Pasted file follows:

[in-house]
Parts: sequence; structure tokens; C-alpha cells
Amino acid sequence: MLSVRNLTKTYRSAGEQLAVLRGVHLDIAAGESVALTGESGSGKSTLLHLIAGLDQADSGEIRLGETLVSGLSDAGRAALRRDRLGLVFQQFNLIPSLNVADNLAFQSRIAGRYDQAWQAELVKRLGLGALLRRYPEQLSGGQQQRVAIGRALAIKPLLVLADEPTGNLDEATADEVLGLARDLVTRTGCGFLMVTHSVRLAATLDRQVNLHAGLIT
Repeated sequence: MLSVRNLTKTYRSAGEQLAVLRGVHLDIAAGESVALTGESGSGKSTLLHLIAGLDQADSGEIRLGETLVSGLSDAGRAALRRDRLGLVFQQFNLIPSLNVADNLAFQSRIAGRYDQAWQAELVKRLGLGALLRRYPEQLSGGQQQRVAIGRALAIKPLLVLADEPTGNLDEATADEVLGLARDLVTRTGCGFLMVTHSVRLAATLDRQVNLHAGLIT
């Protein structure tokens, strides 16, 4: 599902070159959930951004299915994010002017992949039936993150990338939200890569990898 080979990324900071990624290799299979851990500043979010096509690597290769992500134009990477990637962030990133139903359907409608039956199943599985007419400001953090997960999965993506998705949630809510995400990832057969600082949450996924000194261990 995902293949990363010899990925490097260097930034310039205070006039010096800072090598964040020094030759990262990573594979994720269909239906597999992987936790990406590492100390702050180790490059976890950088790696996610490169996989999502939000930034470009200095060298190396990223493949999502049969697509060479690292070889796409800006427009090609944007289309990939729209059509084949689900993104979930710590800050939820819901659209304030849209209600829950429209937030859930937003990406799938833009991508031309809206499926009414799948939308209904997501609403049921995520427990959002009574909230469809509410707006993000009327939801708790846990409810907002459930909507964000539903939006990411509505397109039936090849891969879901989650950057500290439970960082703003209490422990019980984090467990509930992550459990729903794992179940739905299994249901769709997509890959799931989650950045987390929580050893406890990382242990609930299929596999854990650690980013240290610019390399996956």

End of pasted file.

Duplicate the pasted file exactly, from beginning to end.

[in-house]
Parts: sequence; structure tokens; C-alpha cells
Amino acid sequence: MLSVRNLTKTYRSAGEQLAVLRGVHLDIAAGESVALTGESGSGKSTLLHLIAGLDQADSGEIRLGETLVSGLSDAGRAALRRDRLGLVFQQFNLIPSLNVADNLAFQSRIAGRYDQAWQAELVKRLGLGALLRRYPEQLSGGQQQRVAIGRALAIKPLLVLADEPTGNLDEATADEVLGLARDLVTRTGCGFLMVTHSVRLAATLDRQVNLHAGLIT
Repeated sequence: MLSVRNLTKTYRSAGEQLAVLRGVHLDIAAGESVALTGESGSGKSTLLHLIAGLDQADSGEIRLGETLVSGLSDAGRAALRRDRLGLVFQQFNLIPSLNVADNLAFQSRIAGRYDQAWQAELVKRLGLGALLRRYPEQLSGGQQQRVAIGRALAIKPLLVLADEPTGNLDEATADEVLGLARDLVTRTGCGFLMVTHSVRLAATLDRQVNLHAGLIT
């Protein structure tokens, strides 16, 4: 599902070159959930951004299915994010002017992949039936993150990338939200890569990898 080979990324900071990624290799299979851990500043979010096509690597290769992500134009990477990637962030990133139903359907409608039956199943599985007419400001953090997960999965993506998705949630809510995400990832057969600082949450996924000194261990 995902293949990363010899990925490097260097930034310039205070006039010096800072090598964040020094030759990262990573594979994720269909239906597999992987936790990406590492100390702050180790490059976890950088790696996610490169996989999502939000930034470009200095060298190396990223493949999502049969697509060479690292070889796409800006427009090609944007289309990939729209059509084949689900993104979930710590800050939820819901659209304030849209209600829950429209937030859930937003990406799938833009991508031309809206499926009414799948939308209904997501609403049921995520427990959002009574909230469809509410707006993000009327939801708790846990409810907002459930909507964000539903939006990411509505397109039936090849891969879901989650950057500290439970960082703003209490422990019980984090467990509930992550459990729903794992179940739905299994249901769709997509890959799931989650950045987390929580050893406890990382242990609930299929596999854990650690980013240290610019390399996956």